MANILA, Philippines - Despite assurances to the contrary, there is a serious threat to Filipino health and environment as a result of radiation from the nuclear power plant crisis in Fukushima, Japan, said a toxicology expert in the country.
Dr. Romeo F. Quijano, professor at the University of the Philippines-Manila's Department of Pharmacology and Toxicology, said: "There is already a significant breach in the reactor core containment facilities, both immediate and secondary. There is no doubt that significant amounts of radioactivity had already been released into the open environment, exposing thousands of people within several kilometers radius. It is highly probable that this radiation pollution will worsen in the next few days and will most likely reach the Philippines."
Quijano said this threat should not be downplayed, but must be addressed "with truth and precaution and not misinformation."
"There is already a partial meltdown and it is not far-fetched that a complete meltdown will occur, if it has not already occurred by the time this article is circulated," said Quijano, president of the Pesticide Action Network Philippines, in a statement released to the media on March 17.
He called as "gross misrepresentation of facts" the claim of government officials that radiation from Japan will not reach the Philippines and will not pose significant health risks.
Because the direction of the winds may change, Quijano said the radiation plumes may reach the country.
"The claim by Philippine authorities that the radioactive cloud will not reach the Philippines because the prevailing wind direction from the nuclear plant is way towards the Central Pacific is no reassurance because wind direction can change at any moment," Quijano explained.
The toxicology expert also said that the radioactive elements "will inevitably affect practically the entire planet after some time."
Philippines is safe: PNRI
Meantime, the Philippine Nuclear Research Institute (PNRI) said on Friday that the Philippines is still safe from the effects of a radioactive plume from Fukushima, Japan because it is being blown away from the country.
PNRI Director Alumanda dela Rosa said the latest wind trajectory from the Japan Meteorological Agency (JMA) showed that the wind is blowing eastward away from the Philippines. She noted that wind trajectory from Japan has not changed since Sunday.
She said that based on the latest calculation "there is no risk of the Philippines being affected by the radioactive plume."
"The public is advised not to be unduly alarmed of being exposed to radiation," she said.
Tokyo not safe?
Earlier this week, radiation from the Fukushima Daiichi Nuclear Power Plant reached Japan's capital Tokyo, but radiation levels were pronounced "safe" by the Japanese government.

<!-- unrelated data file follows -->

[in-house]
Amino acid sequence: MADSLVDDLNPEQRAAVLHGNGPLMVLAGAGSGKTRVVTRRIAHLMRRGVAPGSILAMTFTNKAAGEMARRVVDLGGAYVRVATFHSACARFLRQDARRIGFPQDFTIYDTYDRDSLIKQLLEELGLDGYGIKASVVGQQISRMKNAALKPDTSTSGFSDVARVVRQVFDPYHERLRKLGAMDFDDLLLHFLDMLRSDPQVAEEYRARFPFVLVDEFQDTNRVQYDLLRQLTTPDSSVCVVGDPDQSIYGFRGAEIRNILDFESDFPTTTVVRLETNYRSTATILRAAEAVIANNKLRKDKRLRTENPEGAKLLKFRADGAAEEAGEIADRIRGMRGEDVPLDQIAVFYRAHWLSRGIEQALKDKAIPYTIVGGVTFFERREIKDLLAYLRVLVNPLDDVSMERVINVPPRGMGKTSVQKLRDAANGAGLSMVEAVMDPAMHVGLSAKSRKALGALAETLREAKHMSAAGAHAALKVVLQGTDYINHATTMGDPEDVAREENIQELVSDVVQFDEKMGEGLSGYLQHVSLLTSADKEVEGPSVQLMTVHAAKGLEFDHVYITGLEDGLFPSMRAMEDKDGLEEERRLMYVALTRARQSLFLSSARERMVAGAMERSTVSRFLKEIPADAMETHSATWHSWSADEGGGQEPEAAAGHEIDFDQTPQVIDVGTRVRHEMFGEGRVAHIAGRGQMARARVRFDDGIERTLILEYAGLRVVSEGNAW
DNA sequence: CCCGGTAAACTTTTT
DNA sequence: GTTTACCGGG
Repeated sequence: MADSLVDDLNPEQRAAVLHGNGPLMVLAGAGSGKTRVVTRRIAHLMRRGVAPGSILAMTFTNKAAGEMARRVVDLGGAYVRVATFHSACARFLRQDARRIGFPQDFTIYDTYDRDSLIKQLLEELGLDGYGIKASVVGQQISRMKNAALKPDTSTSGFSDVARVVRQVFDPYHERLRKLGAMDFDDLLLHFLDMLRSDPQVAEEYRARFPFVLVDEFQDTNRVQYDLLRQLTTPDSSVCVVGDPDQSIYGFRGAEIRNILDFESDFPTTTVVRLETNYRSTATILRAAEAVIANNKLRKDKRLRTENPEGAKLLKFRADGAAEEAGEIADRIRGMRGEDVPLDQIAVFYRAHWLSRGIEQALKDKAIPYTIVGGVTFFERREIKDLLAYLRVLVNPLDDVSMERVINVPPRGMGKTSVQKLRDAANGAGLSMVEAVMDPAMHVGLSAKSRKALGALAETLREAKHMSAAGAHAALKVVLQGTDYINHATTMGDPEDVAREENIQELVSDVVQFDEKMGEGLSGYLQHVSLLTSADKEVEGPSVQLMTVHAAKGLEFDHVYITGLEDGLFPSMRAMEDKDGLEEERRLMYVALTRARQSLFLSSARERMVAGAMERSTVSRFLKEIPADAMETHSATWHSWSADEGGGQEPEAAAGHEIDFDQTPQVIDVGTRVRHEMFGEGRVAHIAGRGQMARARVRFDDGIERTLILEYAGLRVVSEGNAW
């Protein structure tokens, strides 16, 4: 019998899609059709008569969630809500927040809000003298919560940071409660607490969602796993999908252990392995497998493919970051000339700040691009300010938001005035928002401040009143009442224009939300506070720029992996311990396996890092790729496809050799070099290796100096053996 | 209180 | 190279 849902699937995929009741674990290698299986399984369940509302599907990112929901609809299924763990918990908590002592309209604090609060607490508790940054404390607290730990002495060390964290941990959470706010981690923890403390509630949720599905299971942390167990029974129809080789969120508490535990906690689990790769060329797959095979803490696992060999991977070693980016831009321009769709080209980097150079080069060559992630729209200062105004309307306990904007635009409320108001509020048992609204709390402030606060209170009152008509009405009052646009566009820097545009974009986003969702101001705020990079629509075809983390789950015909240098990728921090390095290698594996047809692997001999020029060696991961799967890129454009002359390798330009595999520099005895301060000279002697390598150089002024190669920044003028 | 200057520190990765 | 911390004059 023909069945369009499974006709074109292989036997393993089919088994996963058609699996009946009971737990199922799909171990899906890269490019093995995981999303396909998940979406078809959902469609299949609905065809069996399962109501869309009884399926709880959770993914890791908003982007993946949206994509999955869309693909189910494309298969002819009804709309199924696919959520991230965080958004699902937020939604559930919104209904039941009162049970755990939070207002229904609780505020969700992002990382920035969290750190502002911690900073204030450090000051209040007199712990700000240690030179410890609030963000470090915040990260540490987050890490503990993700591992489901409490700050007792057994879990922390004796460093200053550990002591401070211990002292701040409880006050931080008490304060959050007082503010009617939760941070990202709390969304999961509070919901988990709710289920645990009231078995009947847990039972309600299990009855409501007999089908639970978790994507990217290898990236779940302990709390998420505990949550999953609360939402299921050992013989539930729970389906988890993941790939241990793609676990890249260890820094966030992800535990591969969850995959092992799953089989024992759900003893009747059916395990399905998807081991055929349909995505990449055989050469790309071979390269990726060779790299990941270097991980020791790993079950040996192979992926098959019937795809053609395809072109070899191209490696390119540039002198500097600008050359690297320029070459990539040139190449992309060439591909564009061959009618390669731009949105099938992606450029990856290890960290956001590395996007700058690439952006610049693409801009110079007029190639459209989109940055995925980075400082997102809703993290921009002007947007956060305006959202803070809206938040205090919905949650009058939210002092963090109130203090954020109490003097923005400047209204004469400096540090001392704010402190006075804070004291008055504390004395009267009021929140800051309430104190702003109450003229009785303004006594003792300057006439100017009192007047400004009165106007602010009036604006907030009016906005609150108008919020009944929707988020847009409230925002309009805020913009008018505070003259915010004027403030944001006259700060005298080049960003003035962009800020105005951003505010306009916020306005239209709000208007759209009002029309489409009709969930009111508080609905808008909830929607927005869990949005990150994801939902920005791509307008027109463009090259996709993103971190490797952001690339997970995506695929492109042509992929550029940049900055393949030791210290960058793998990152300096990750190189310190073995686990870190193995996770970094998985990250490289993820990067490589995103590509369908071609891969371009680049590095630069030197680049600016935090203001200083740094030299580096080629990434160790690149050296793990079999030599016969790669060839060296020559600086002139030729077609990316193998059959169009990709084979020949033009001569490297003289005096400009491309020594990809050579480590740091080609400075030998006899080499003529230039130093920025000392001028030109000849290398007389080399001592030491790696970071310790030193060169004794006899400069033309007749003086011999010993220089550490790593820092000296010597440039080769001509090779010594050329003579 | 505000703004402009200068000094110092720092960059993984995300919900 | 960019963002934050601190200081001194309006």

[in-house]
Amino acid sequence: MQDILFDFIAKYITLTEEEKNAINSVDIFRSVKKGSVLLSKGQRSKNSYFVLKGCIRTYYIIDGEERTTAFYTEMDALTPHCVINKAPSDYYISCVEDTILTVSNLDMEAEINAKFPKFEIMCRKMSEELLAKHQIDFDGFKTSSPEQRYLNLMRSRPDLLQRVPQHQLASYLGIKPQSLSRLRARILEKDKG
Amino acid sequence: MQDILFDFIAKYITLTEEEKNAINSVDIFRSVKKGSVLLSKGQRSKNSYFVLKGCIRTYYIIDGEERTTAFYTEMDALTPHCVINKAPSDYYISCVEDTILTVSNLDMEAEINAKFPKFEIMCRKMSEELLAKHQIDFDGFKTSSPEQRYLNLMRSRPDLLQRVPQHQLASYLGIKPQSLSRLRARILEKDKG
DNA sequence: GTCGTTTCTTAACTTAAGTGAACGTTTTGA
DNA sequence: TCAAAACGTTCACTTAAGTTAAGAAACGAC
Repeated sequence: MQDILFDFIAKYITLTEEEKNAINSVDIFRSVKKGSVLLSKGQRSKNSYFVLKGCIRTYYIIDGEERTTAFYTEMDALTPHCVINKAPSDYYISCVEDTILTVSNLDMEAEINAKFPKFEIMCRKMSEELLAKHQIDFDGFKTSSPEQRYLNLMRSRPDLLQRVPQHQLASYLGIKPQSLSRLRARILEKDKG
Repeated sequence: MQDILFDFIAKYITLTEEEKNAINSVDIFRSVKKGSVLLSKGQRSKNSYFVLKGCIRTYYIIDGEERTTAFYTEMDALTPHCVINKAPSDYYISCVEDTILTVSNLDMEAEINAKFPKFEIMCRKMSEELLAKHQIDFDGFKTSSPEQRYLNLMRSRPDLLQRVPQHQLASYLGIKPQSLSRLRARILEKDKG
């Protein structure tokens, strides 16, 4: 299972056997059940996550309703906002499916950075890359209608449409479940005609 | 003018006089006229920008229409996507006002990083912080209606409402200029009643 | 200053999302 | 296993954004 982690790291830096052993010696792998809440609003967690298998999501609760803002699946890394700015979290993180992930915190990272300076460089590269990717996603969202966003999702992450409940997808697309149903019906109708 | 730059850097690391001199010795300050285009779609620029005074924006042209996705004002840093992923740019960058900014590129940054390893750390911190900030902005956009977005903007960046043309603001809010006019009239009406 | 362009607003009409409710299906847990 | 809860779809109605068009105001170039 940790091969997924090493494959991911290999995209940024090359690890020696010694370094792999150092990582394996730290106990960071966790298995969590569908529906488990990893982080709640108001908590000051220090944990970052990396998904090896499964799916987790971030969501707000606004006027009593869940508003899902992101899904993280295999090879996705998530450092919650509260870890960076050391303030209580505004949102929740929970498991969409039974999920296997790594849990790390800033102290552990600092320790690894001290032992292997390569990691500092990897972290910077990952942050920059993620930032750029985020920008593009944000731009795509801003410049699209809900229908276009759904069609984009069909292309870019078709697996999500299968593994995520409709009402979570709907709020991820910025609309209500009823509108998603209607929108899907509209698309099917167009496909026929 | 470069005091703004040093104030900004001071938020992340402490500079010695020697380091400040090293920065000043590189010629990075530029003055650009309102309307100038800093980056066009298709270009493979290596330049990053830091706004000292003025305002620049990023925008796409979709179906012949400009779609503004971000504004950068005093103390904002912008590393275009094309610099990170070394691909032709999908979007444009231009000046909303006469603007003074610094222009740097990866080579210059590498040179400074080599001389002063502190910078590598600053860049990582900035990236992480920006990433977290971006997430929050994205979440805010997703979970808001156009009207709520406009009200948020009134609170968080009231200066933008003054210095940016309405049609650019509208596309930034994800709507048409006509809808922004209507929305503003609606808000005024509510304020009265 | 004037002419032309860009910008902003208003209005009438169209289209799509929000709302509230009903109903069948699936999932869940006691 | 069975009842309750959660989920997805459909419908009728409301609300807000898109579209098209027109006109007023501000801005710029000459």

"It must be emphasized that, theoretically, no level of radioactivity is 'safe.' While these levels are still quite low compared to levels known to be clearly associated with various illnesses due to exposure to radiation, there is a real risk that over time, additional cases of cancer, birth defects, immune disorders, and other illnesses would occur among the population exposed to these low level radiation, especially the more susceptible population groups such as women and children," he said.
Quijano also opined that it is possible that radiation levels may be higher than what is officially reported, and that the situation in the nuclear power plant in Fukushima "is getting much worse."
Call for action
Quijano called on the Philippine government to lay off all efforts to revive the mothballed Bataan Nuclear Power Plant (BNPP) started during the Marcos government.
"The probability of a similar catastrophe occurring if the BNPP is revived should not be taken for granted," he said, citing the country's vulnerability to earthquakes and the BNPP's location on the slopes of a volcano.
"The reopening of the BNPP would not benefit the Filipino people but instead would expose us to unnecessary risks and potentially horrendous consequences," he said.
Quijano also recommended that the privatization of the power industry be reversed, and that sustainable, safe, and appropriate energy sources be built.
He also said there should be a disaster preparedness program in place to deal with the effects in the country of the Japan nuclear power plant disaster.
"The government claims to have a radiological preparedness plan but an 'alert zero' declaration indicates an inappropriate plan with erroneous assumptions and interpretation of facts. Rather than downplaying the seriousness of the situation and nonchalantly dismissing the risks, the government should expand its radiation monitoring, immediately mobilize resources and implement precautionary measures to prevent or at least mitigate the potential effects of radioactive contamination," he said.